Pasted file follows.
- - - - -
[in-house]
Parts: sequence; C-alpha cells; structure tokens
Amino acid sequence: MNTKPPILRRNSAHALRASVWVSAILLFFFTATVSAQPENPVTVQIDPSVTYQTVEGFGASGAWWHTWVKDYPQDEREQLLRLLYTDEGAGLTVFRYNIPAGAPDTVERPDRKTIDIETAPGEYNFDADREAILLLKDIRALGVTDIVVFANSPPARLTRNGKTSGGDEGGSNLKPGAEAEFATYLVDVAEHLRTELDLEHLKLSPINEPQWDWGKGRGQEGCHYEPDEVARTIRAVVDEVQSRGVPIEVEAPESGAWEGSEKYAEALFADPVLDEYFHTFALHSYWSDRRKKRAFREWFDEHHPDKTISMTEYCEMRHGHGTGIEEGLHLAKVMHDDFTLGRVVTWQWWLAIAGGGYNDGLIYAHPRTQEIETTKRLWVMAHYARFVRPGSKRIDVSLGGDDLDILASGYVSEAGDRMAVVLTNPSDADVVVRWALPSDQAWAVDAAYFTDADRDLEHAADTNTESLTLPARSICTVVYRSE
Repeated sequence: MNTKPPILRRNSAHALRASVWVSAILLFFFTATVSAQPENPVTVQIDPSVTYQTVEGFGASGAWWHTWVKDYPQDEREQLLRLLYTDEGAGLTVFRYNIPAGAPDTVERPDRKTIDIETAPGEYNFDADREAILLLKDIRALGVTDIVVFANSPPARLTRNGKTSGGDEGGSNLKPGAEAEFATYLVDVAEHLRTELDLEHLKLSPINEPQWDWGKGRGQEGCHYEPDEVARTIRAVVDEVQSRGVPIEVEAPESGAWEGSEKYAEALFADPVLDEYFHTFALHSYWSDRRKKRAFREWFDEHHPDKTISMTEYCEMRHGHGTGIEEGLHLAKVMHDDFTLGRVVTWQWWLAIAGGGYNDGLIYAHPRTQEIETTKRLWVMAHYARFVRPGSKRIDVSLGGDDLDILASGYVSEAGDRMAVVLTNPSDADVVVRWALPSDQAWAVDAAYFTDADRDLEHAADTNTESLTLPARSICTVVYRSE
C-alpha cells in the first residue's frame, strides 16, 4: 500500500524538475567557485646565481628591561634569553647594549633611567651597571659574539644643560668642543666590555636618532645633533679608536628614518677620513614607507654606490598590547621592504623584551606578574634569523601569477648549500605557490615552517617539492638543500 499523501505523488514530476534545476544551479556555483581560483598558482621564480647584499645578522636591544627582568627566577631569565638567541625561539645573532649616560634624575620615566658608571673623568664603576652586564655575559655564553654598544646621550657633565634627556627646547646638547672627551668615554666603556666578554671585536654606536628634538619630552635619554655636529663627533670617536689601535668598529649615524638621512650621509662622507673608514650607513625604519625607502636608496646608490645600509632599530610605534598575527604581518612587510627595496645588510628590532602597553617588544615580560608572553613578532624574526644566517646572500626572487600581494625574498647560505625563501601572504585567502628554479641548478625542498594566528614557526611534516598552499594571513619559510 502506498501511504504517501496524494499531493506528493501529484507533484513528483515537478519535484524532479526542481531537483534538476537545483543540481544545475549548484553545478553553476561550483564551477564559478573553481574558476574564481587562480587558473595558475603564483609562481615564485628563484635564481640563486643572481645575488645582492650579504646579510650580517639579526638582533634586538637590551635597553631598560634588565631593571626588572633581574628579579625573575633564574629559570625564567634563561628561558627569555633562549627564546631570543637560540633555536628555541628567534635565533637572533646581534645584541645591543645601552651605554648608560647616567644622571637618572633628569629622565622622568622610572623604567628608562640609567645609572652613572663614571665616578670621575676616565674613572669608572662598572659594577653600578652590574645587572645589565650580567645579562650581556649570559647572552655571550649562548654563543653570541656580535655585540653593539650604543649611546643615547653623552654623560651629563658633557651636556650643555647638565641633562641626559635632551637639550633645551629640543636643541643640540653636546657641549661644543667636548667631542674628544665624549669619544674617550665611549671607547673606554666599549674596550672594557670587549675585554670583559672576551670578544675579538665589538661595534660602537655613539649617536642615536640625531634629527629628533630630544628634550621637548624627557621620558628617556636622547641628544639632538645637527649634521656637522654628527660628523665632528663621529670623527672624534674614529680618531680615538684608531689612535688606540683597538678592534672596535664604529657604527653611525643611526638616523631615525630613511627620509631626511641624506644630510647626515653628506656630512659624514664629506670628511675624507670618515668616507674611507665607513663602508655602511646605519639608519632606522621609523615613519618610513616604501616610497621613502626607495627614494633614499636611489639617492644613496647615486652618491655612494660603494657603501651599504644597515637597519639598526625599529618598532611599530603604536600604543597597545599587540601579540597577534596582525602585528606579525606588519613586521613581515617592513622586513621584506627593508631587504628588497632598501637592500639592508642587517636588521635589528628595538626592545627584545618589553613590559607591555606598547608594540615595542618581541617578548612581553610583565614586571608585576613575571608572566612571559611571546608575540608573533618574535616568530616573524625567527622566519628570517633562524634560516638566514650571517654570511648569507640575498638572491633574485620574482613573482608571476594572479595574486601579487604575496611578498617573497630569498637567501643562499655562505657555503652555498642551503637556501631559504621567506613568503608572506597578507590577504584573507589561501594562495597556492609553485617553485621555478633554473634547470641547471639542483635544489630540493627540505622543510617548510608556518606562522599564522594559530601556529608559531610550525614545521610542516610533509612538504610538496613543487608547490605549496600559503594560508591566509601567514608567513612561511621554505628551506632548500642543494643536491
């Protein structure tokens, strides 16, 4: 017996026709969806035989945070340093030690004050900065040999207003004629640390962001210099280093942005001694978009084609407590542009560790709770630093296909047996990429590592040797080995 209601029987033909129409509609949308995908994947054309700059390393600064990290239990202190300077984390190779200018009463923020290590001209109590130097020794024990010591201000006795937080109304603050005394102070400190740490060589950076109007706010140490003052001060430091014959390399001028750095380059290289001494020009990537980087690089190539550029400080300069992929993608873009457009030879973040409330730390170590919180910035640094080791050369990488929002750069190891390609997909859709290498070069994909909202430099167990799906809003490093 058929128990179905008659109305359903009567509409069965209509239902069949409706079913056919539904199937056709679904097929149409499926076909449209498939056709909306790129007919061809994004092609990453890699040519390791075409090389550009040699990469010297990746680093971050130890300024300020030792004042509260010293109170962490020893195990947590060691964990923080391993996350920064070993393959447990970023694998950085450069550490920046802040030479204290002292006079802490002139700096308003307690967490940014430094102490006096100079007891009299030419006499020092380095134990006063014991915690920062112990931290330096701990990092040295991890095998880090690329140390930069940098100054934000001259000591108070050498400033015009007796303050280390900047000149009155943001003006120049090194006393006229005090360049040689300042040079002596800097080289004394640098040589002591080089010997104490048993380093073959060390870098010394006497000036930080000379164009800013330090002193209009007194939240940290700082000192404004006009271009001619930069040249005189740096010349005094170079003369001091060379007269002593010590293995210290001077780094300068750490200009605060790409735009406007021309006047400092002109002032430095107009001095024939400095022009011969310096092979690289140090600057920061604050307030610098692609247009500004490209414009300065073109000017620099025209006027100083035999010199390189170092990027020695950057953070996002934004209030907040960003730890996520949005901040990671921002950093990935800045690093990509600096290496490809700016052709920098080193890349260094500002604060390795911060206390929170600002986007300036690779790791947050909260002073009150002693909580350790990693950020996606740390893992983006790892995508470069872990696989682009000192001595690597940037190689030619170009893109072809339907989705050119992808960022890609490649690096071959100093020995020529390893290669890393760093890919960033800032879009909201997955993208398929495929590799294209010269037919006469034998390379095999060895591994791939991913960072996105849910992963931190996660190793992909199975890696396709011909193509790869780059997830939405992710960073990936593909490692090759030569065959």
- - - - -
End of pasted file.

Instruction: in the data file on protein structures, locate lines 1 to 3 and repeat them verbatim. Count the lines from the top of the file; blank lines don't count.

[in-house]
Parts: sequence; C-alpha cells; structure tokens
Amino acid sequence: MNTKPPILRRNSAHALRASVWVSAILLFFFTATVSAQPENPVTVQIDPSVTYQTVEGFGASGAWWHTWVKDYPQDEREQLLRLLYTDEGAGLTVFRYNIPAGAPDTVERPDRKTIDIETAPGEYNFDADREAILLLKDIRALGVTDIVVFANSPPARLTRNGKTSGGDEGGSNLKPGAEAEFATYLVDVAEHLRTELDLEHLKLSPINEPQWDWGKGRGQEGCHYEPDEVARTIRAVVDEVQSRGVPIEVEAPESGAWEGSEKYAEALFADPVLDEYFHTFALHSYWSDRRKKRAFREWFDEHHPDKTISMTEYCEMRHGHGTGIEEGLHLAKVMHDDFTLGRVVTWQWWLAIAGGGYNDGLIYAHPRTQEIETTKRLWVMAHYARFVRPGSKRIDVSLGGDDLDILASGYVSEAGDRMAVVLTNPSDADVVVRWALPSDQAWAVDAAYFTDADRDLEHAADTNTESLTLPARSICTVVYRSE